Before Peace Corps, scheduling and time management were almost my hobbies. I was obsessed with my agenda, planning all of my daily and long-term tasks in my color-coded planner. The organization became a routine to manage stress and motivate productivity. My life ran according to time, and delays were unwelcome. One of the most obvious changes in my life since joining Peace Corps, especially coming from such structure, is my perception of time. The shift was induced mainly by culture and geography.
In rural Morocco, small business dominates the community, which means people choose their own hours. There’s no pressure to adhere to a specific schedule because most people don't have one. Nobody is in a rush, and nothing is urgent. Family, rather than time, is the priority. Since the community is accustomed to this cycle, it remains this way. If a store is closed, you come back in a couple of hours or days. My classes always start late, and meetings are often delayed or cancelled. Events and meals drag on because there’s no hurry. To them, it’s not rude or unprofessional because they don't know differently.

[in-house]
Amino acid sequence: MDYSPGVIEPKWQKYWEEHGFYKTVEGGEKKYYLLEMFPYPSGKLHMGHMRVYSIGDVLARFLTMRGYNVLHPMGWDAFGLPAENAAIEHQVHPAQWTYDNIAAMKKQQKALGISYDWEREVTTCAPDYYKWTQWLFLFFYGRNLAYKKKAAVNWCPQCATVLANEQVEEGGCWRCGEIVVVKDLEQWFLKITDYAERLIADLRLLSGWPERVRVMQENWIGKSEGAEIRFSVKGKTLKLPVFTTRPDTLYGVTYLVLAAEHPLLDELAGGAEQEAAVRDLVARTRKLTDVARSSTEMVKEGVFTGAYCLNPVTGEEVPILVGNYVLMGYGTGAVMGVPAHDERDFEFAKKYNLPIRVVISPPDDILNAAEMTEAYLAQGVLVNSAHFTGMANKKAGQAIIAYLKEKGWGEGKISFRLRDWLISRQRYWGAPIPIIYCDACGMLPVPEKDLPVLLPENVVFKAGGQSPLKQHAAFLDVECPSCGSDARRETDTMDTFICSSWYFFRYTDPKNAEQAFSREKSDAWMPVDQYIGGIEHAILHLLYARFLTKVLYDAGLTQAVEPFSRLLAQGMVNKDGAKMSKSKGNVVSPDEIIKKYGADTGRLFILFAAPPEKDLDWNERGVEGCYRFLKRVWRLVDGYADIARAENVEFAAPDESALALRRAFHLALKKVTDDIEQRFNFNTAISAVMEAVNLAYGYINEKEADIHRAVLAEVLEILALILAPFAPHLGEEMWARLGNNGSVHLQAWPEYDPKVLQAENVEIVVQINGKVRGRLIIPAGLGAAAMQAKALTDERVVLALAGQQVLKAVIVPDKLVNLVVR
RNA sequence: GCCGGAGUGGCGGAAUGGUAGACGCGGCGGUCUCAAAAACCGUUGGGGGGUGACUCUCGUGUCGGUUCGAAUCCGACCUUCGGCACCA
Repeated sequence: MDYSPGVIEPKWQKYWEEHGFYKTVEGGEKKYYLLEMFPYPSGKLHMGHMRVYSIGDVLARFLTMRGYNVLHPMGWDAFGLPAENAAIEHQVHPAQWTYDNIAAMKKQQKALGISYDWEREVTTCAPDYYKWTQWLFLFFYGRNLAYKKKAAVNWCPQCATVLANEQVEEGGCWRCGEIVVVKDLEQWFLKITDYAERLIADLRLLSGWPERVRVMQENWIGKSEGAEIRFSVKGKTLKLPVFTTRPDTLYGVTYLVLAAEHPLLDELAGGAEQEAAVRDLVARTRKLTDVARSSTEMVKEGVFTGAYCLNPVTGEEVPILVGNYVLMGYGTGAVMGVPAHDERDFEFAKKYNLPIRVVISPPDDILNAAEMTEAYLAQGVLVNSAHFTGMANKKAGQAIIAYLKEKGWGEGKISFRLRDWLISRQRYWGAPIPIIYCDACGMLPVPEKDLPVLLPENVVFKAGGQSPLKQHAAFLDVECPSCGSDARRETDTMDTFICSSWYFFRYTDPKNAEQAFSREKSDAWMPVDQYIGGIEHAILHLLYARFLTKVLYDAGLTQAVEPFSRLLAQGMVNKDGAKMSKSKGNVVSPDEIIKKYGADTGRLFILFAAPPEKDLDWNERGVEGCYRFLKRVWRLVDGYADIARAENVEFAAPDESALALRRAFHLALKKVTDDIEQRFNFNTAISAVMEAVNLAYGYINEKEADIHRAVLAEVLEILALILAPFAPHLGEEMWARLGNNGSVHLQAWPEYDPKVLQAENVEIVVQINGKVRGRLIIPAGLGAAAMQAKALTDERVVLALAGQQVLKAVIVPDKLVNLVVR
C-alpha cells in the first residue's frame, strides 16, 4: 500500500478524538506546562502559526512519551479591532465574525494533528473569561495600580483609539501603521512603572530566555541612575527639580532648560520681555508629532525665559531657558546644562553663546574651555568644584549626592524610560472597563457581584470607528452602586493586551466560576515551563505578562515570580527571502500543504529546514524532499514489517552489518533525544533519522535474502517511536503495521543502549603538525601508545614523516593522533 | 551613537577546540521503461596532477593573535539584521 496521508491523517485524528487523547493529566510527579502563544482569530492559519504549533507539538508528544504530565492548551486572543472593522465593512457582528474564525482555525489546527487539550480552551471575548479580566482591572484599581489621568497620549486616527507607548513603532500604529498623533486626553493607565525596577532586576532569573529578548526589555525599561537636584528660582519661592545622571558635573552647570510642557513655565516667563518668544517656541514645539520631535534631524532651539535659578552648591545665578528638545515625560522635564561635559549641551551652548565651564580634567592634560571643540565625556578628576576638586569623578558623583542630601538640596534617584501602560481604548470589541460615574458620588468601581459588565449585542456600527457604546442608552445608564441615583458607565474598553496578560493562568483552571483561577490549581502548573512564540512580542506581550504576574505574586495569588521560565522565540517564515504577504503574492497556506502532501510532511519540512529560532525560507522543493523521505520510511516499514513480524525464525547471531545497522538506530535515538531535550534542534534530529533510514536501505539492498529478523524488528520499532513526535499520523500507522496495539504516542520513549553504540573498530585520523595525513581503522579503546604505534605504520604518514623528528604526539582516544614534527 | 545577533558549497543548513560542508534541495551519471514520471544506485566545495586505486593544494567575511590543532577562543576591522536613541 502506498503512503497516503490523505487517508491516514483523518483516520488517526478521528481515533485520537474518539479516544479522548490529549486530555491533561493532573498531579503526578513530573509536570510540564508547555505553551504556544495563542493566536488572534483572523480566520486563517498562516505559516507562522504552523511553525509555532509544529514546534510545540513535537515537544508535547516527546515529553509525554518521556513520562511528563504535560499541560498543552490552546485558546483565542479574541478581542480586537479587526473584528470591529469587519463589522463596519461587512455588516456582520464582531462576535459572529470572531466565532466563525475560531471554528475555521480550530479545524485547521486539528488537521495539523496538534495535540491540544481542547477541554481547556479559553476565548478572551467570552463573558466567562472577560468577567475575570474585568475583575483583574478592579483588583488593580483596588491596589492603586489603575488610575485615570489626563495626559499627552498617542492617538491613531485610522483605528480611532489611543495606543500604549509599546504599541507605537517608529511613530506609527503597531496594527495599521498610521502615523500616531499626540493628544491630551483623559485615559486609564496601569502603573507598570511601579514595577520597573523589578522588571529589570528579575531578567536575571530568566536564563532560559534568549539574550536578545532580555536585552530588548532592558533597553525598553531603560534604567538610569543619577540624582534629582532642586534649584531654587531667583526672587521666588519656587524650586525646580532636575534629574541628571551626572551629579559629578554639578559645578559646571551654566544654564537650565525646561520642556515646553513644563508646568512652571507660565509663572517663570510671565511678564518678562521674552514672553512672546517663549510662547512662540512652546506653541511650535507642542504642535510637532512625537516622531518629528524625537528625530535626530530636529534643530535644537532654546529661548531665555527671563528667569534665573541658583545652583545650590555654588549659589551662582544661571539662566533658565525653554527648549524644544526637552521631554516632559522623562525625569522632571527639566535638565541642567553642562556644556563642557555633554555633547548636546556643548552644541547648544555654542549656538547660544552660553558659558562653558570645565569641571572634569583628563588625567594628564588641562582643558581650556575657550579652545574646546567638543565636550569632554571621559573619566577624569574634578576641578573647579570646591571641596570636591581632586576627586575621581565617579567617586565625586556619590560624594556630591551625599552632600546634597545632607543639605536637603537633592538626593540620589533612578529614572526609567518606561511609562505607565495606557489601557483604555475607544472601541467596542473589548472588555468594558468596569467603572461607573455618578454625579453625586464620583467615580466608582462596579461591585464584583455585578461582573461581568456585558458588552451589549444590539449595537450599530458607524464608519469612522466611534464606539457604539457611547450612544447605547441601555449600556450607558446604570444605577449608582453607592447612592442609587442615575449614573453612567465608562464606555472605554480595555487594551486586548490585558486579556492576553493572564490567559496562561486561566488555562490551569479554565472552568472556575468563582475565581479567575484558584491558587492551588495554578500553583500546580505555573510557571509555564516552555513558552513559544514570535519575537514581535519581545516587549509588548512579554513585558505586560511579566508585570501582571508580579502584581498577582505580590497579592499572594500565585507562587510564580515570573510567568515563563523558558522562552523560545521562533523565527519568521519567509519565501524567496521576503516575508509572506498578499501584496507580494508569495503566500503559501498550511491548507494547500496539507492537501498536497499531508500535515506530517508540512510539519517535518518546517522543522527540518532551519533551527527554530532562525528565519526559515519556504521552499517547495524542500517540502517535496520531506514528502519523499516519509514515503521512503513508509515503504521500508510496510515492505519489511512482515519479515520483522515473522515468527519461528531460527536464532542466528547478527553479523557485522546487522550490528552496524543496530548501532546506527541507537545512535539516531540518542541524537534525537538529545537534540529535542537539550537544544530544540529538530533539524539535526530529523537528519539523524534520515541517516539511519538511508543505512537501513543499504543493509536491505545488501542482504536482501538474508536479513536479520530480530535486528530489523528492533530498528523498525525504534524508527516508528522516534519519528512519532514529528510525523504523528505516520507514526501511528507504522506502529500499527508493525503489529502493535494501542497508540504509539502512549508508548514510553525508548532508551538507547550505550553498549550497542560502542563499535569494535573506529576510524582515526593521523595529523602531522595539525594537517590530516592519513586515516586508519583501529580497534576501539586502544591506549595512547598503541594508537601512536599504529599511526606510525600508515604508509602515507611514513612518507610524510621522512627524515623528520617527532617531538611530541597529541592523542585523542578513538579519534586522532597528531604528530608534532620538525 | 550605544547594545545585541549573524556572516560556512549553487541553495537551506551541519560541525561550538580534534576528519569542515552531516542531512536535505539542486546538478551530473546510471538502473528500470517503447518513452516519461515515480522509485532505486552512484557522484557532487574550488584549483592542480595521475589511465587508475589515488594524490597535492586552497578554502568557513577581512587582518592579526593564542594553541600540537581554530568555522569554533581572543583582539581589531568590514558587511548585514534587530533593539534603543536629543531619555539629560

I live in the Sahara near the Algerian border, meaning the middle of nowhere. It takes me about five and a half hours on a bus to reach the nearest small city, which is usually a stop on my way elsewhere. By the time I arrive there, I miss most other transportation leaving the city and have to stay overnight before I complete any journey. From there, it’s about 11 hours to Marrakech or Casablanca, seven hours to Fes, and several more hours to make it to Tangier, Essaouira, or Agadir. I have probably spent more time on buses since being in Morocco than I have in my entire life. My abuela always says I won’t have a butt after these long trips. It can be frustrating, but I’ve gotten so used to it, even embraced it. I have claimed bus rides as my own, taking charge of the in-between to sort through my mind and make sense of this experience.
In US culture, being punctual is professional and respectful, and being productive means you're hardworking. I don't disagree. But in Morocco I don't stress about time, which brought to my attention how much I was letting it control my life and mindset. I'm now released from those pressures because of my new environment and am able to dedicate more time to reflection and self-exploration. Don’t get me wrong, I can’t wait to jump back into a routine and schedule back home because that’s a part of who I am and my culture. But time is literally my life, and even when I lose control of time, at least I still have it. What's the rush? Maybe life’s delays have what we're looking for.